Codeine can be highly addictive and provides the user with an overall sense of calm and feelings of pleasure. Some individuals use codeine for legitimate medical purposes, but over time develop an addiction. After prolonged use an individual develops a tolerance for this substance and needs to take more and more of the drug in order to feel the effects. Someone who is addicted to codeine can begin to feel symptoms of withdrawal if they go even a short time without using the substance
What Is Codeine
Codeine is an opiate drug, used to treat mild to moderate pain. It is available either from doctors as a prescription only medicine or, directly from a pharmacy combined in lower doses with aspirin, ibuprofen or paracetamol. it is used to treat pain that does not respond to simple painkillers . Someone who takes the combination painkillers containing codeine at higher than recommended doses in order to get a stronger codeine effect, can easily consume doses of aspirin, ibuprofen or paracetamol that could be fatal.
What are the effects of codeine?
- Feelings of warmth and well-being, calm, relaxation, and sleepiness.
- Nausea, vomiting, constipation, loss of appetite, drowsiness, confusion, sweating, itching, dry month, mood swings and feeling of lethargy.
What are the risks of taking codeine?
Codeine can lower blood pressure and can suppress normal breathing, and so can increase the risk of respiratory arrest (when you stop breathing altogether). There is more risk of overdose and death of you are mixing too much codeine with other drugs that suppress breathing such as alcohol, benzodiazepines like diazepam (valium), or other opiate drugs.
- When a higher than recommended dose of codeine is taken in a tablet combined with another type of painkiller (commonly paracetamol, aspirin or ibuprofen), there is a real risk of experiencing the side-effects of these other drugs. And whilst theses other drugs may seem harmless in normal doses, they can cause really serious problems in overdose- with risks of kidney failure, liver failure, and of indigestion or bleeding from the stomach, which can be fatal.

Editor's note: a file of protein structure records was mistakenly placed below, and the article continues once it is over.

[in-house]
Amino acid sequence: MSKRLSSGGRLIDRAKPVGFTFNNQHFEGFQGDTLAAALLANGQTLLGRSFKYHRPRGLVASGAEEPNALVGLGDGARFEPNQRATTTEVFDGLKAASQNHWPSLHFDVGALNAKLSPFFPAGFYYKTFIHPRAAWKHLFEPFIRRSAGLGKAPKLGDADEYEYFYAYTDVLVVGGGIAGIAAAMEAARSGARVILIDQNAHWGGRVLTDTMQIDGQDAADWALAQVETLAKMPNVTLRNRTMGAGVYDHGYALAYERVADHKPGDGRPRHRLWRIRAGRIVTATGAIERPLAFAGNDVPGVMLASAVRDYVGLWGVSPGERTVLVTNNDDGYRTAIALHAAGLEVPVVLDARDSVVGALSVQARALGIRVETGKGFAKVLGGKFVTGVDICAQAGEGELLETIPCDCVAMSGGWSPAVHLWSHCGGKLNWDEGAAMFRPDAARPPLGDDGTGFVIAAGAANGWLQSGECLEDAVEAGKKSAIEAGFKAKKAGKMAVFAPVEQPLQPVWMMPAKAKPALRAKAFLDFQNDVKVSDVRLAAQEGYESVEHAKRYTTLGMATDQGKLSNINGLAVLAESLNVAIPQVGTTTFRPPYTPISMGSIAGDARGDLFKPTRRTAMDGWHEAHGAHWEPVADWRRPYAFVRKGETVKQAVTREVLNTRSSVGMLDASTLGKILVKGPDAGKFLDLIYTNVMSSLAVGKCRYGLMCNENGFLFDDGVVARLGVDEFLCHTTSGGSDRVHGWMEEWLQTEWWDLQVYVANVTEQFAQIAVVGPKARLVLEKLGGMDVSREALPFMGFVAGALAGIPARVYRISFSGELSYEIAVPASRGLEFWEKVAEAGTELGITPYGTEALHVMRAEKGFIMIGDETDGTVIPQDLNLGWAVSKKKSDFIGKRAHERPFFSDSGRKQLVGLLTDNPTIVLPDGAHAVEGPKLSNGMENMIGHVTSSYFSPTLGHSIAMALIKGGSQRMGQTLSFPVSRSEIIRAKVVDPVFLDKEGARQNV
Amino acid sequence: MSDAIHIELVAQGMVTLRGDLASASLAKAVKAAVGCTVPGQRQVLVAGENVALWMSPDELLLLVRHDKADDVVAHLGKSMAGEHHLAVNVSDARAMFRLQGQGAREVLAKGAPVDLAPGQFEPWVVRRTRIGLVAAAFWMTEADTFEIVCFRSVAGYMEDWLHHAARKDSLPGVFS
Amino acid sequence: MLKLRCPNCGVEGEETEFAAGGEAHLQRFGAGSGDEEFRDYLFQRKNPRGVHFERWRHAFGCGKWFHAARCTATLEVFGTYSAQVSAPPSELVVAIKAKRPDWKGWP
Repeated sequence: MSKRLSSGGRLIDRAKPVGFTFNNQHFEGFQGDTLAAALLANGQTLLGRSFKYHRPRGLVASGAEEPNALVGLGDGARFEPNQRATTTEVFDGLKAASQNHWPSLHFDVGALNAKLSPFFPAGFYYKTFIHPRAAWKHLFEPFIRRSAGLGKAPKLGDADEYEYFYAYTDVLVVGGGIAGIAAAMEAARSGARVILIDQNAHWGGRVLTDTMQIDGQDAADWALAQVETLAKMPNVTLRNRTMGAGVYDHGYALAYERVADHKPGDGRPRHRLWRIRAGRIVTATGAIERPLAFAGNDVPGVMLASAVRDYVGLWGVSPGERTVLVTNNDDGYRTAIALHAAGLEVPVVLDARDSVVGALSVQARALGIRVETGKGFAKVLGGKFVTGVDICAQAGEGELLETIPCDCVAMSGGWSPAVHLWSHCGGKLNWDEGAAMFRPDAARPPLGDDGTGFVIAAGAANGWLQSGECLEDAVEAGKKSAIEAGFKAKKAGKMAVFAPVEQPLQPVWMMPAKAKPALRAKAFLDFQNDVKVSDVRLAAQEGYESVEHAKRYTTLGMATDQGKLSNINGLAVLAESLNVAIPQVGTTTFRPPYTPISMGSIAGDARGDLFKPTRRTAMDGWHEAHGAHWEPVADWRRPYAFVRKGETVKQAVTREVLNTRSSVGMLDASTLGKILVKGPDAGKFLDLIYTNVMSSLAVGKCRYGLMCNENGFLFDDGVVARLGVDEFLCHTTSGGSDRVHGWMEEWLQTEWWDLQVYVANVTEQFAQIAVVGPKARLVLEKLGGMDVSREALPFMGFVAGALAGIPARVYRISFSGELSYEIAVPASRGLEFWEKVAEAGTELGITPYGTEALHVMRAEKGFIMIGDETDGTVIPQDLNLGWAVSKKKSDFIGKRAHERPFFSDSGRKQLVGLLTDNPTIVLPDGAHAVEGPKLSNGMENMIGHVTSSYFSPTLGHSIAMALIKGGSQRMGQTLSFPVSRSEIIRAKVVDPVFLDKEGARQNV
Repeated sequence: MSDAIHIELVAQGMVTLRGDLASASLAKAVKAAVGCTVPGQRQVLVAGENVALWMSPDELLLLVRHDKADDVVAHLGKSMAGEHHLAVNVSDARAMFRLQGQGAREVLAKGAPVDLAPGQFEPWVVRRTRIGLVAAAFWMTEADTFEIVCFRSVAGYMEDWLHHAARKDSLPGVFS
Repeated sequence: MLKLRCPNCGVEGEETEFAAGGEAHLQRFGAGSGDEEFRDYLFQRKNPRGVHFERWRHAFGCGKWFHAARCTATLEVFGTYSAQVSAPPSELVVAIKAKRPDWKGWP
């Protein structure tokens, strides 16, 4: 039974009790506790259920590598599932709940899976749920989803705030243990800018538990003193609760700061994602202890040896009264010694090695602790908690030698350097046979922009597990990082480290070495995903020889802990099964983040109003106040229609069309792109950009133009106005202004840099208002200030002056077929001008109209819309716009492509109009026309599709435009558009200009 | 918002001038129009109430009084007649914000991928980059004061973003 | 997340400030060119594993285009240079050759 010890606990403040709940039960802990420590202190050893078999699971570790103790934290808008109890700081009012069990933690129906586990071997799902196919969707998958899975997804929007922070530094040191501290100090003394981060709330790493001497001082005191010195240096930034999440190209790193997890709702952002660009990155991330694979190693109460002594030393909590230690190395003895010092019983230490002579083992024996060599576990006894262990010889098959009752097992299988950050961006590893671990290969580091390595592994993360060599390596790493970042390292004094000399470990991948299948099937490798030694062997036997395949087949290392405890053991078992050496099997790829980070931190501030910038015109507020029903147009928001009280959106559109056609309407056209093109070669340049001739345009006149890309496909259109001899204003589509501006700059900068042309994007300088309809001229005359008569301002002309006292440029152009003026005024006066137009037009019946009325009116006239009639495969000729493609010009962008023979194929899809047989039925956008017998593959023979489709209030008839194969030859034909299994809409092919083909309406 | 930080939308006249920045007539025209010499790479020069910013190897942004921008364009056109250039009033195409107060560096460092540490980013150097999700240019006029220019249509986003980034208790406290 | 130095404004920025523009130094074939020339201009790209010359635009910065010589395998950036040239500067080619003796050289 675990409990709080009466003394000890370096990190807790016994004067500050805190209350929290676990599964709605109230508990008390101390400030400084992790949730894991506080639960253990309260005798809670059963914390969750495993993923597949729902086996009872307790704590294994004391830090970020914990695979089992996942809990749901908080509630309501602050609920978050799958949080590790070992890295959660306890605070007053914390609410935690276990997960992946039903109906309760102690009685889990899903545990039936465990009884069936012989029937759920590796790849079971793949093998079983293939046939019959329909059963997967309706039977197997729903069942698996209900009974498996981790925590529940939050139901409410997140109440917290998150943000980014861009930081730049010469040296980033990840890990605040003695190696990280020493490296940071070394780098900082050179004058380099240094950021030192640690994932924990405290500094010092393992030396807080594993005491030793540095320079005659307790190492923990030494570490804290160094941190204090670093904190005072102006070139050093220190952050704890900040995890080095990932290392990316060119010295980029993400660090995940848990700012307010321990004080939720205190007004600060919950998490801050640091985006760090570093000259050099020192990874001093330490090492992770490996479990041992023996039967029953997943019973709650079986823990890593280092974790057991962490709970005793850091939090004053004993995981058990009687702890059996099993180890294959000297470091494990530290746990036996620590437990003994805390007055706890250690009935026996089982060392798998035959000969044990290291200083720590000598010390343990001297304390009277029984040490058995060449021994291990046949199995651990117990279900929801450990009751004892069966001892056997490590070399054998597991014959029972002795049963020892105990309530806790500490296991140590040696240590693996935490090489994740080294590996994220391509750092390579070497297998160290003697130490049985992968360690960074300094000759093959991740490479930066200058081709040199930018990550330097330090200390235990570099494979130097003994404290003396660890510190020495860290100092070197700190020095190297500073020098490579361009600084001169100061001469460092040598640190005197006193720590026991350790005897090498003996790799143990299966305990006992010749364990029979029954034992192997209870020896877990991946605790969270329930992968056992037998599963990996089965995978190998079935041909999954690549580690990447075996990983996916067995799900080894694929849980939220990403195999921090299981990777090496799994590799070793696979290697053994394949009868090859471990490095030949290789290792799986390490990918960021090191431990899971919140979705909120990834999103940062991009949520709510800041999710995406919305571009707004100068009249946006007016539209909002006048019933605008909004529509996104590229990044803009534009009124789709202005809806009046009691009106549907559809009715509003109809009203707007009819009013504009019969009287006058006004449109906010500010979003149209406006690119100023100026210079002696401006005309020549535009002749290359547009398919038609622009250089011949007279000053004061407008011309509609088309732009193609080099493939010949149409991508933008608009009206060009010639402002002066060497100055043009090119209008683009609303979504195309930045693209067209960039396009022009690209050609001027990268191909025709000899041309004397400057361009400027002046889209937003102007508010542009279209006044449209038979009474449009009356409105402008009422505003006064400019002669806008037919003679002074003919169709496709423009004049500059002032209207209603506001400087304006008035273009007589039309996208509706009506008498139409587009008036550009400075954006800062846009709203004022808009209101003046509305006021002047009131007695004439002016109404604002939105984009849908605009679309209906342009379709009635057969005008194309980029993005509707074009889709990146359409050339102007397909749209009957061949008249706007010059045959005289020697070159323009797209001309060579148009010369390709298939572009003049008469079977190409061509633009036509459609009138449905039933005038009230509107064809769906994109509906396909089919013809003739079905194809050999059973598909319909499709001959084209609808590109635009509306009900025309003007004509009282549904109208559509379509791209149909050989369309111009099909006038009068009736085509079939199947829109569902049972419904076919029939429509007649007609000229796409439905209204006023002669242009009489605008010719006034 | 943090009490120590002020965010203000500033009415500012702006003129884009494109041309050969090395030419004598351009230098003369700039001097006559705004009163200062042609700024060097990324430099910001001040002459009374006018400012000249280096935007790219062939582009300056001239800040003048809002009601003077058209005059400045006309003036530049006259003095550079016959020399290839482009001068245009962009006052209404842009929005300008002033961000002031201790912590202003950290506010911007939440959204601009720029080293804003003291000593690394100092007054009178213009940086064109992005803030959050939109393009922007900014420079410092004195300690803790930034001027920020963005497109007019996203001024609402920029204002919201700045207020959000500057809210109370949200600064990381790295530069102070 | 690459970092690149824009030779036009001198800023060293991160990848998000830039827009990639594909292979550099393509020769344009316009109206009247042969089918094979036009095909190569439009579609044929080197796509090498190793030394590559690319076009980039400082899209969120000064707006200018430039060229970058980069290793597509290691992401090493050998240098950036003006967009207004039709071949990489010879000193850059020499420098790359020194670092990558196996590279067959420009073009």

- As with other opiates, taking very high doses of codeine during pregnancy my lead to withdrawal symptoms in new born babies.
Codeine and the law
- Codeine is a substance controlled under class B of the Misuse of Drugs Act. That means it’s illegal to
have, give away or sell.
- Codeine on its own is only available on prescription, unauthorised possession can get you up to five years in jail and an unlimited fine.
- Supplying someone else, including your friends, can get you up to 14 years and unlimited fine.
Small amount of codeine are in some medicines which can be bought without prescription but only in pharmacies. These medicines include cough syrups, and tablets or capsules where the codeine is combined with other medicines, such as paracetamol, ibuprofen or aspirin, for treating headaches =, period pain etc. Codeine containing medicines carry warning on the packs about the risk of addiction and advice that the non-prescription medicines should only be used for up to three days at a time without medical advice.
Codeine Withdrawal Symptoms
- Joint and Muscle aches and cramps
- Flu like symptoms
- Restless legs
- Headache & Migrane
- Runny nose
- Panic and Anxiety
- Stomach cramps
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